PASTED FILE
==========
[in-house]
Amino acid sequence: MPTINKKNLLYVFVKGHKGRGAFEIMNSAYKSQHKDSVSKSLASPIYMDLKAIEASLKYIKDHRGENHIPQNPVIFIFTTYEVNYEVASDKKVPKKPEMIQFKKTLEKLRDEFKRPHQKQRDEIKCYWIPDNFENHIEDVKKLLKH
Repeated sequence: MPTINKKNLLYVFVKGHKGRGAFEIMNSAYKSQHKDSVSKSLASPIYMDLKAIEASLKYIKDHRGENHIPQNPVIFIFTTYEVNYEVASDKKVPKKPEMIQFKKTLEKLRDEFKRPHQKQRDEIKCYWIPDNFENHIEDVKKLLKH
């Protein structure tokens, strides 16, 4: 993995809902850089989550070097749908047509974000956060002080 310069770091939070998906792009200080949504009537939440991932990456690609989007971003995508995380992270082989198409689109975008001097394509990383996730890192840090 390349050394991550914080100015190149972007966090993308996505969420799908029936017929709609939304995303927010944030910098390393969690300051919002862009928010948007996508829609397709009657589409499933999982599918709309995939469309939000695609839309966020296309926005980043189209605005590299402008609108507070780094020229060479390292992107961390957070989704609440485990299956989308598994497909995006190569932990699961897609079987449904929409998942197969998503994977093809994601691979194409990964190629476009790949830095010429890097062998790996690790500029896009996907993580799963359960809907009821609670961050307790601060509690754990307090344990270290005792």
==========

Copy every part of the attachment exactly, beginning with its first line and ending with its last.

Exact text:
[in-house]
Amino acid sequence: MPTINKKNLLYVFVKGHKGRGAFEIMNSAYKSQHKDSVSKSLASPIYMDLKAIEASLKYIKDHRGENHIPQNPVIFIFTTYEVNYEVASDKKVPKKPEMIQFKKTLEKLRDEFKRPHQKQRDEIKCYWIPDNFENHIEDVKKLLKH
Repeated sequence: MPTINKKNLLYVFVKGHKGRGAFEIMNSAYKSQHKDSVSKSLASPIYMDLKAIEASLKYIKDHRGENHIPQNPVIFIFTTYEVNYEVASDKKVPKKPEMIQFKKTLEKLRDEFKRPHQKQRDEIKCYWIPDNFENHIEDVKKLLKH
């Protein structure tokens, strides 16, 4: 993995809902850089989550070097749908047509974000956060002080 310069770091939070998906792009200080949504009537939440991932990456690609989007971003995508995380992270082989198409689109975008001097394509990383996730890192840090 390349050394991550914080100015190149972007966090993308996505969420799908029936017929709609939304995303927010944030910098390393969690300051919002862009928010948007996508829609397709009657589409499933999982599918709309995939469309939000695609839309966020296309926005980043189209605005590299402008609108507070780094020229060479390292992107961390957070989704609440485990299956989308598994497909995006190569932990699961897609079987449904929409998942197969998503994977093809994601691979194409990964190629476009790949830095010429890097062998790996690790500029896009996907993580799963359960809907009821609670961050307790601060509690754990307090344990270290005792």